I’ll never forget the first time we saw that magical aurora - not because it was new to me, but it was the most dramatic display we’d see that trip.
Our first night, I peered out the window and saw a green glow hovering near the horizon. It seemed like low clouds, but the slight color is what pulled me away from the cozy fire, excitement running through my veins as I layered up. Grabbing our wee drams of Talisker, Adam and I rushed off the porch and froze (no pun intended)!
Green, purple and red lasers danced above our heads. As shapes started to form, and our brains would try to make sense of the sharp angles that swiftly changed. Just how wee was this dram of whisky I’d drank? Clearly a drunken giant was playing with a magnet on earth’s atmosphere. His tomfoolery resulted in waves of colors that morphed as he slid it haphazardly. But this only lasted a few moments before the light show came to an abrupt ending and we were left with only our memories as the green glow reappeared on the horizon once more.
Other nights we’d drive to more expansive viewpoints, usually over one of the thousands of frozen lakes (118,000 in Finland to be precise!). Though in the car with the heat fully blasting (we had on the same layers we’d wear while hiking - down to the warmers in our boots) we were still uncomfortably cold. Across the expanse we’d watch the aurora come in waves, the hues brightening and deepening as they moved across the sky.
I couldn’t believe what I was seeing - watching the aurora had been on my bucket list for decades. Adams’ gloved hand in mine, we stared up in wonder.
Under the bright northern lights the snow-clad trees sparkled below. Way too cold to consider operating my camera, that moment is only imprinted in my mind - forever.
Dreamy Cabin #2
Our next cabin near Ruka was truly a dream home, and close to other national parks I was eager to explore. Wrapped in throws by the fire, we appreciated the frozen landscape out of the floor to ceiling windows. The fully stocked kitchen had a bursting pantry of baking supplies, so naturally I churned out cakes and cookies during our stay (hey, staying warm out there required lots of calories)! The garage was stocked with skis and snowshoes - and of course the house had a gorgeous sauna.
Fueling Up With Scandinavian Food
We stocked up on the largest pack of smoked salmon I’d ever laid eyes upon, extra dark rye and local seeded crackers to enjoy our own version of Scandinavian brunches each day. Local specialties like tar flavoured syrup and tar mustard gave our dishes a most unique taste. But be careful when sampling that notorious salty, black licorice - I'll just keep it at that for now. Despite Adam’s talent in the kitchen (and my talent for appreciating it), we couldn’t miss out on experiencing the culinary side of Scandinavian culture!
Reindeer is the meat of choice up in lapland so we made sure to try various versions of the gamey meat. Flaky pies, creamy pates, chewy jerky, and the most common preparation - reindeer with lingonberries atop potatoes. Salmon and perch also dominated menus, and thick steamy fish stews provided us much needed comfort. But the most unique to me was roasted bear!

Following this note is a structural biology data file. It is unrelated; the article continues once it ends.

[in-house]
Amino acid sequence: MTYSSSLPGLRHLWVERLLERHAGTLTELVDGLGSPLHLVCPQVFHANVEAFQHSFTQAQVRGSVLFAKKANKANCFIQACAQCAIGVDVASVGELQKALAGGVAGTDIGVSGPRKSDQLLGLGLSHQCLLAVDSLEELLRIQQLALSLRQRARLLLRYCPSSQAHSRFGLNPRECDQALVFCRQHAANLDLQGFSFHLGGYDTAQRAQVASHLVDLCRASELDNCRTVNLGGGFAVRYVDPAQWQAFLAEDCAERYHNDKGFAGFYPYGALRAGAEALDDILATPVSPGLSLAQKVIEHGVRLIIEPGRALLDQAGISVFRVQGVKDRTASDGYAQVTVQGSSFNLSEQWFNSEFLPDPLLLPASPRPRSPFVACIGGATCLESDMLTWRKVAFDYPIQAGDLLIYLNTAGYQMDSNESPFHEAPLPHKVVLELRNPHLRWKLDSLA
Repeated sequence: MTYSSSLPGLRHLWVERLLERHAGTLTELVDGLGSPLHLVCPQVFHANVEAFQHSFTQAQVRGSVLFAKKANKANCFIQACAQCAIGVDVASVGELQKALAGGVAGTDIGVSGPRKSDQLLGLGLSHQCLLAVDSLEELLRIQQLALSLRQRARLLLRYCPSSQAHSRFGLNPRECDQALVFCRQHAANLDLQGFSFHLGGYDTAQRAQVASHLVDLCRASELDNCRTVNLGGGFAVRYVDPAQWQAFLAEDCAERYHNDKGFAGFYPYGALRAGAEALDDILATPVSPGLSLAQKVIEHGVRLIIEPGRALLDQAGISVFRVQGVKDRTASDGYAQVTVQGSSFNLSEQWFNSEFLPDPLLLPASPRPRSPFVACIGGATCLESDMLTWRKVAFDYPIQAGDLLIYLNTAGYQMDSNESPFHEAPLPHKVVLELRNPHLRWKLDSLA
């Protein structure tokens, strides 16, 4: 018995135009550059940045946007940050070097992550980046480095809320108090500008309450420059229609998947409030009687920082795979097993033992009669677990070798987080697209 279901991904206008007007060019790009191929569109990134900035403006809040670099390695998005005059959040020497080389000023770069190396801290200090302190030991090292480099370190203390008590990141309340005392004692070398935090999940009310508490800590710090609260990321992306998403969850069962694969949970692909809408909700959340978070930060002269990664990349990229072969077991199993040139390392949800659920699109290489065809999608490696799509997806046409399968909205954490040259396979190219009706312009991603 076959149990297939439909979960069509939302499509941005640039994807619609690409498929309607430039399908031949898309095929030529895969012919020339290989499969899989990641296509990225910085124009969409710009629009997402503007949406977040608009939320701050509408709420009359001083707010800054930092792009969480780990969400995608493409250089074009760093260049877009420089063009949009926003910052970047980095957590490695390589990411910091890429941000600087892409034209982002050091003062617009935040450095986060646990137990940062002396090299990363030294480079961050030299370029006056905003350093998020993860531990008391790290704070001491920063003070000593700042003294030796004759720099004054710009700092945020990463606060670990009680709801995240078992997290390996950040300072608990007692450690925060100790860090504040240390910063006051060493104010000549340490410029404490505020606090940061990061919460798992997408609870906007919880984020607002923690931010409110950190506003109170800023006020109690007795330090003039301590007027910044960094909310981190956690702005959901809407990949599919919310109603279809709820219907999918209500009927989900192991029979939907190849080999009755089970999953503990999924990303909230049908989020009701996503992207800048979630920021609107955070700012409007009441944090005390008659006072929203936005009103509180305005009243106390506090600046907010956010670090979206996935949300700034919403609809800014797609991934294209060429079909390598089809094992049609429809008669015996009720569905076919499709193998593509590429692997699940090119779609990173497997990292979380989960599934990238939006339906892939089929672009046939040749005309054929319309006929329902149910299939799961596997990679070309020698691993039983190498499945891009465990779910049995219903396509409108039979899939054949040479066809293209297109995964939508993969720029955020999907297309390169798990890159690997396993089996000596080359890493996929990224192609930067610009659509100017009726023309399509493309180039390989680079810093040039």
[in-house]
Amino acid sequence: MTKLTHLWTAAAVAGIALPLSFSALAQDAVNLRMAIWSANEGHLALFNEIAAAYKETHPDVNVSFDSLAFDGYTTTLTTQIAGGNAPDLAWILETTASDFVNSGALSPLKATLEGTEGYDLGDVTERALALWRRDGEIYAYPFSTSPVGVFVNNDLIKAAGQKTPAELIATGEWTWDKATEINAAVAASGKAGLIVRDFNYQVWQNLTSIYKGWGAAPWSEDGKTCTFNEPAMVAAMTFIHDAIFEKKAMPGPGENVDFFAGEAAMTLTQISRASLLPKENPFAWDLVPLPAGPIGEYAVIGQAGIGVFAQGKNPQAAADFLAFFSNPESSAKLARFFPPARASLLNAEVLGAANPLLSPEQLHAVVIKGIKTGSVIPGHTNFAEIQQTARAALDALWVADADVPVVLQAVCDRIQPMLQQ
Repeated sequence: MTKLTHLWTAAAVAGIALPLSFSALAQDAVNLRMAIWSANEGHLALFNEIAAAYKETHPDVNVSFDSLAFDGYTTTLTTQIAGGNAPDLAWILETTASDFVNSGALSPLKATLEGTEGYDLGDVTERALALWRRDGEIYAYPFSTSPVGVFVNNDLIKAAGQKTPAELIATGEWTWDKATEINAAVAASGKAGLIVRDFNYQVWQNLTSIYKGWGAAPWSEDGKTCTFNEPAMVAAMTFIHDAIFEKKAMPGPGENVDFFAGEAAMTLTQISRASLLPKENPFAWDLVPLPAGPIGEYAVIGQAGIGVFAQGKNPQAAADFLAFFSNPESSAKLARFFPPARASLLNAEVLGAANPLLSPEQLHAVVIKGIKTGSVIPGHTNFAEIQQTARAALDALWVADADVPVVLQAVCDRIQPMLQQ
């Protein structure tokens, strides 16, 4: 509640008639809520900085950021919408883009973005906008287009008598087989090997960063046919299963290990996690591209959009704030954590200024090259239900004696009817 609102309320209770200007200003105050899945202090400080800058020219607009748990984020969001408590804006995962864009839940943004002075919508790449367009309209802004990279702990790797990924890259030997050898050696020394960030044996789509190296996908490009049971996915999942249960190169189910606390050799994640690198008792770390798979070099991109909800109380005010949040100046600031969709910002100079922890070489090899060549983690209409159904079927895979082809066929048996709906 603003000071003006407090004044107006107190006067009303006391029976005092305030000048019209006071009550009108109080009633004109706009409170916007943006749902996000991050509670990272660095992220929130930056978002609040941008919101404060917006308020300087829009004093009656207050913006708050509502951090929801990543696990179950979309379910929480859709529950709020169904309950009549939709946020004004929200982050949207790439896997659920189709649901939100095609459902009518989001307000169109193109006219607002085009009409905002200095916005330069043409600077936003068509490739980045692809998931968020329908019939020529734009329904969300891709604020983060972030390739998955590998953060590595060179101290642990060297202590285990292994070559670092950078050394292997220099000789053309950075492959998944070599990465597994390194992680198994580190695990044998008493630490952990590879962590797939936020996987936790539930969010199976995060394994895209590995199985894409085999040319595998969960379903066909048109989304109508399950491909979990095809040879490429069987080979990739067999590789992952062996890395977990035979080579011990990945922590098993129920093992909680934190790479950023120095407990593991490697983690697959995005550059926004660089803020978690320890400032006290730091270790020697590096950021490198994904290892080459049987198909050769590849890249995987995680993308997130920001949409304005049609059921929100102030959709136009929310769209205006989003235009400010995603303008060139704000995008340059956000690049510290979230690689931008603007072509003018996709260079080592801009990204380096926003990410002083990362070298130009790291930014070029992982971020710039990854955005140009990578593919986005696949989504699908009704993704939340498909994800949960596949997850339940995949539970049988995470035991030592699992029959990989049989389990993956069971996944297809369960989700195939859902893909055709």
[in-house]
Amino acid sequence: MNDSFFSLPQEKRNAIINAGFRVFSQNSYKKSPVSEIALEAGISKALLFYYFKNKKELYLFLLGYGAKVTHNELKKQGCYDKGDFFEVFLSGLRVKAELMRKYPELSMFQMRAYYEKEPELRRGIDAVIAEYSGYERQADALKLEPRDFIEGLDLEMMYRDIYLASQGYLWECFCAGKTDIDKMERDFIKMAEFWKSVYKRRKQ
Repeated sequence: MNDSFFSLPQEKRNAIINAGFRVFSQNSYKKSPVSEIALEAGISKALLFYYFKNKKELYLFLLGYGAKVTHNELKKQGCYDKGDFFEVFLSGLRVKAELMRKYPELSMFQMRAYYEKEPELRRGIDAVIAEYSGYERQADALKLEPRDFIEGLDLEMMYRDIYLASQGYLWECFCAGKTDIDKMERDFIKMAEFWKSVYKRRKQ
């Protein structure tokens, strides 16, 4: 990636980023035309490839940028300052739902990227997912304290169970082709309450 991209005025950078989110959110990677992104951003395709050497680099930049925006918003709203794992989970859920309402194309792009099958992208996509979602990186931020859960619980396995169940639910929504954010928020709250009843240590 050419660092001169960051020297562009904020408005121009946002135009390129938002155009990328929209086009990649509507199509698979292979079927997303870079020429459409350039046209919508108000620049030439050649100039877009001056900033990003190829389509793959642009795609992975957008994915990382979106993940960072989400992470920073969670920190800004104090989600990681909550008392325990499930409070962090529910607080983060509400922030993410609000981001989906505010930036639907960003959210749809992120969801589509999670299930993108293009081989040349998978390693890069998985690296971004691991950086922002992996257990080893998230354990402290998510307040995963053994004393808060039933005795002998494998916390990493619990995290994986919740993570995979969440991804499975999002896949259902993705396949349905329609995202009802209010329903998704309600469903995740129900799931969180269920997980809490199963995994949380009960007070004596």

Dog Sledding For My Birthday!
“Driving” the sled was not the easy ride the Finnish make it out be. Half deaf from my hat and hood combo, I struggled to comprehend the instructions as the accented voice explained how to control the pack of energetic dogs whining restlessly before us. Kept in a pen purposefully to build up energy, it was clear these dogs were anxious to go out for their morning run.
Not confident in the slightest my future husband and I would come out of this alive, the dogs were unleashed and off the sled went. Cue the artic wind chill - it was brisk. Breaking before turns and leaning away as to not topple over, the dogs were really testing their new inexperienced driver. But soon enough I relaxed, letting the dogs pull us through the magical winter wonderland.
The ride was exhilarating, and every bend yielded a more spectacular view. I steered on, enjoying every second of the birthday treat.
After, we warmed ourselves by the fire in their cafe, drank warm cider and devoured Nordic buns - sans birthday candles.
Snowmobiling Through The Backcountry
It was our last day in Lapland - and unfortunately the coldest yet. Unfortunate because we were psyched to rent snowmobiles and explore even more of the wilderness. But adventure awaited, so we found a shop that rented us each a machine. Already in our warmest attire, they also provided special boots, a jumpsuit, gloves and a helmet. Even the snowmobiles had heated seats and throttle warmers! Giving us a paper map, we noted various trail routes, ultimately choosing one that would bring us through multiple landscapes in the next two hours. The two of us sped off, winding up mountains on snowy trails carved through the woods.
We zipped across massive frozen lakes, our only clue being the fact that there was a clearing of trees. We passed locals ice fishing and I shivered - though I knew this was just another winter day for them.
We warmed up with more warm cider and pastries before continuing on, the sun and I almost ready to call it a day. Whizzing down the mountain, the wind chill became overwhelming - I couldn’t wait to get back to my sauna!
After a few years of back to back travels, Finnish Lapland is firmly in my top few for truly unique experiences. If you want to get off the tourist path for some gorgeous adventure, and experience unexplored, undeveloped backcountry, you won't be disappointed.